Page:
28. This thread has got me thinking a little bit. With as many car experiences I have had, which one would be the best? That's really hard to say. I mean besides the obvious things like losing my virginity in the back seat of a '64 Olds Dynamic 88.

    After a little review, I realized that some of the best times weren't big moments...they were just little ones. Simple pleasures that I look back on fondly. For example, cruisin' with a friend of mine on a rainy day in the late 70's - Foreigner was playing on the 8-track. I have a perfect snapshot of that in my mind. It wasn't extraordinary. In fact it was the "ordinariness" the makes the memory nice. It was a typical day.

    Now, to get to the story I think I'm really after to tell. My Dad was a machinist and a hell of a mechanic but we weren't really that close and about the only things that I can remember that he taught me, that were car related anyway, was how to drive a stick, how to clean spark plugs and set points. In 1977, when I was 17, my Dad passed away. He was 71 years old, so you see, I was born late in his life and I never really got the chance to learn all that much from him. Although I know my Dad loved me, he didn't seem to know what the heck to do with me. Every once in a while, when I was a kid, we would stop to look at an old car and check it out. I loved it when we did that! But, while my Dad had hopped up Model Ts and raced motorcycles in the 1920s, by the time I came along all his passion for that stuff was long gone.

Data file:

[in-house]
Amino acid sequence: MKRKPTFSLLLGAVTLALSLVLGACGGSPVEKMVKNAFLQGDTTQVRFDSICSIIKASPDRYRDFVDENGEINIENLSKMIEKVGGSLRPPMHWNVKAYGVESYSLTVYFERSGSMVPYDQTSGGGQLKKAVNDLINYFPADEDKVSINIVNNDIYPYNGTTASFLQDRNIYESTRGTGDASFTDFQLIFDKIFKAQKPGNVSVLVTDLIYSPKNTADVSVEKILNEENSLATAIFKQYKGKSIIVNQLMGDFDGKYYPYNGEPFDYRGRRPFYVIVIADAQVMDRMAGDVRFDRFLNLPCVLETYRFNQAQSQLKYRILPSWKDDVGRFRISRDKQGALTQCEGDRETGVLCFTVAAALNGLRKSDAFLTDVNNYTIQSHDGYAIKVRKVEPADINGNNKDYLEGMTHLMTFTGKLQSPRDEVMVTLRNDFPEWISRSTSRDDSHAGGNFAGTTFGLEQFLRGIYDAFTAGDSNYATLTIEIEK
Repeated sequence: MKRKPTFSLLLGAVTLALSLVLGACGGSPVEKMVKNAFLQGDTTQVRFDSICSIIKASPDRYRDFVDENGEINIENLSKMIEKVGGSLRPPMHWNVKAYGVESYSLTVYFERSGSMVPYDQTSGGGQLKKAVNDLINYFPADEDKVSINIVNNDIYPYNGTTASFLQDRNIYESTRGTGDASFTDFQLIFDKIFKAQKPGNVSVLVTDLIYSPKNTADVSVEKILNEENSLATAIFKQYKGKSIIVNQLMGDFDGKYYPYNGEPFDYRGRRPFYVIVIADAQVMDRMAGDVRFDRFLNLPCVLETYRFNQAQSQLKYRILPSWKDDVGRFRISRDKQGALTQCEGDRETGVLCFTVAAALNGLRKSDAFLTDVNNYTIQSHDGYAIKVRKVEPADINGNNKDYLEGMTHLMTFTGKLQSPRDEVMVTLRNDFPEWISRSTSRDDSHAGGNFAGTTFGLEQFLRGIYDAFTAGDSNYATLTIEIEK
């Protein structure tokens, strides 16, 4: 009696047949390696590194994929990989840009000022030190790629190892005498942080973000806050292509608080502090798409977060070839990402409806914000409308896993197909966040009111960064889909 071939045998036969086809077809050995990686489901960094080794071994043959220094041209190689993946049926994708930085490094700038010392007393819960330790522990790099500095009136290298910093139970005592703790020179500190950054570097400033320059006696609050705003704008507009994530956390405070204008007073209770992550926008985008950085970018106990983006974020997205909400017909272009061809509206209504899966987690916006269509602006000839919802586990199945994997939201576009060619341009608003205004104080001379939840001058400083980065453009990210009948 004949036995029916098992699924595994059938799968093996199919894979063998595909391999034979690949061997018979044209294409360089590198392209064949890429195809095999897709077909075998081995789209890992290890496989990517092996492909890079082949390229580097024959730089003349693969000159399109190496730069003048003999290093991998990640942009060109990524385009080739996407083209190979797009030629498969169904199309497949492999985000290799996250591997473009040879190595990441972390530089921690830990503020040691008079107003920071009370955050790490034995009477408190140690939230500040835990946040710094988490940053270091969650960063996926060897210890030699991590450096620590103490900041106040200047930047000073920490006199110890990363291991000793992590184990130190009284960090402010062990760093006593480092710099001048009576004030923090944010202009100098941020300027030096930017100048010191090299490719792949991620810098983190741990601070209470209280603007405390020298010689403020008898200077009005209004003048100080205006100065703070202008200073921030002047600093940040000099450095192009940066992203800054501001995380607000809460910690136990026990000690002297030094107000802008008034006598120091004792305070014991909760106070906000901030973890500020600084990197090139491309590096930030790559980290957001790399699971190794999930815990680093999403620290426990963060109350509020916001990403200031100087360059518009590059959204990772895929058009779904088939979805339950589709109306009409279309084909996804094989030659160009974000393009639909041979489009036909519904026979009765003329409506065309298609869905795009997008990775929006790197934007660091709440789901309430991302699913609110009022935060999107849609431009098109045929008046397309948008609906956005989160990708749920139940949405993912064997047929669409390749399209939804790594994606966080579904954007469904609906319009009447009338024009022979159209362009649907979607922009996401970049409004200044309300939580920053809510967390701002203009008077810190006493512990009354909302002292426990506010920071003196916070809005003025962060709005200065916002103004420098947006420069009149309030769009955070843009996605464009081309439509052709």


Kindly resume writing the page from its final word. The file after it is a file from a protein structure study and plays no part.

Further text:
I knew this though, inside of me was a little spark that had been smouldering for quite some time. I had been building plastic models for years and gazing at books and magazines. By God, I loved old cars and hot rods (any old machinery, really) - I didn't really know a bunch about how to build one, but man, I was going to find out!..and I had inherited all my Dad's tools and garage! Dad wasn't there to tell me something couldn't be done so I set out to learn on my own without a whole lot of real knowledge, but with some common sense and plenty of passion. I started taking things apart and putting them back together. I was beginning to figure out how things worked and why. I also subscribed to every car magazine from Street Rodder to Hot Rod to Hemmings to Car Craft and Cars and Parts.

    Within the next year, I bought two old Plymouths from the guy next door. One was a '46 Four Door - original paint, no rust, original cloth interior - All there, except no engine. The second was a '47 Coupe - full of rust but it had an engine that supposedly would run but hadn't been run in a long time. I think I paid about $500 for both.